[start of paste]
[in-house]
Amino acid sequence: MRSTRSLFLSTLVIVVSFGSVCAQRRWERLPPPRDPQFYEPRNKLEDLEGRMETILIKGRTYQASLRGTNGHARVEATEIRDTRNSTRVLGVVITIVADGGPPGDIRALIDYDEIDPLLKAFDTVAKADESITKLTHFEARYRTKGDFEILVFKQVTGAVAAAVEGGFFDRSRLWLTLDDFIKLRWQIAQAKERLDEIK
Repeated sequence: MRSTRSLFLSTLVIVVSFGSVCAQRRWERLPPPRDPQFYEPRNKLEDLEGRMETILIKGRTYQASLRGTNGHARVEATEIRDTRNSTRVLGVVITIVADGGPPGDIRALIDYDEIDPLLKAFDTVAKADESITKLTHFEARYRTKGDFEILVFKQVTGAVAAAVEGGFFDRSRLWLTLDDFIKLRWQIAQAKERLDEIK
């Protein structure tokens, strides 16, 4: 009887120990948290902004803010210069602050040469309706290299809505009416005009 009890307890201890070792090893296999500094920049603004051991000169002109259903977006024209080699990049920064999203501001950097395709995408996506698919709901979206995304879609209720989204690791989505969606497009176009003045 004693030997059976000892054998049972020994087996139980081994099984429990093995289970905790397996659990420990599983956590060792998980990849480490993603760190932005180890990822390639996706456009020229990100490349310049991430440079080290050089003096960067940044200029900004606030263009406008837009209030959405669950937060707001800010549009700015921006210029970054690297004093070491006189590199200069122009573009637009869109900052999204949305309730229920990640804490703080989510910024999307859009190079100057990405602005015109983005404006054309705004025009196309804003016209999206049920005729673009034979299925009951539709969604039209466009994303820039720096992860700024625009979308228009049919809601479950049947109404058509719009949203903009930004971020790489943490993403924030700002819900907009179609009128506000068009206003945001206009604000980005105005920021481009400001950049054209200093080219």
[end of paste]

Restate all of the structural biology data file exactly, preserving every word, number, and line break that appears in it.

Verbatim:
[in-house]
Amino acid sequence: MRSTRSLFLSTLVIVVSFGSVCAQRRWERLPPPRDPQFYEPRNKLEDLEGRMETILIKGRTYQASLRGTNGHARVEATEIRDTRNSTRVLGVVITIVADGGPPGDIRALIDYDEIDPLLKAFDTVAKADESITKLTHFEARYRTKGDFEILVFKQVTGAVAAAVEGGFFDRSRLWLTLDDFIKLRWQIAQAKERLDEIK
Repeated sequence: MRSTRSLFLSTLVIVVSFGSVCAQRRWERLPPPRDPQFYEPRNKLEDLEGRMETILIKGRTYQASLRGTNGHARVEATEIRDTRNSTRVLGVVITIVADGGPPGDIRALIDYDEIDPLLKAFDTVAKADESITKLTHFEARYRTKGDFEILVFKQVTGAVAAAVEGGFFDRSRLWLTLDDFIKLRWQIAQAKERLDEIK
């Protein structure tokens, strides 16, 4: 009887120990948290902004803010210069602050040469309706290299809505009416005009 009890307890201890070792090893296999500094920049603004051991000169002109259903977006024209080699990049920064999203501001950097395709995408996506698919709901979206995304879609209720989204690791989505969606497009176009003045 004693030997059976000892054998049972020994087996139980081994099984429990093995289970905790397996659990420990599983956590060792998980990849480490993603760190932005180890990822390639996706456009020229990100490349310049991430440079080290050089003096960067940044200029900004606030263009406008837009209030959405669950937060707001800010549009700015921006210029970054690297004093070491006189590199200069122009573009637009869109900052999204949305309730229920990640804490703080989510910024999307859009190079100057990405602005015109983005404006054309705004025009196309804003016209999206049920005729673009034979299925009951539709969604039209466009994303820039720096992860700024625009979308228009049919809601479950049947109404058509719009949203903009930004971020790489943490993403924030700002819900907009179609009128506000068009206003945001206009604000980005105005920021481009400001950049054209200093080219």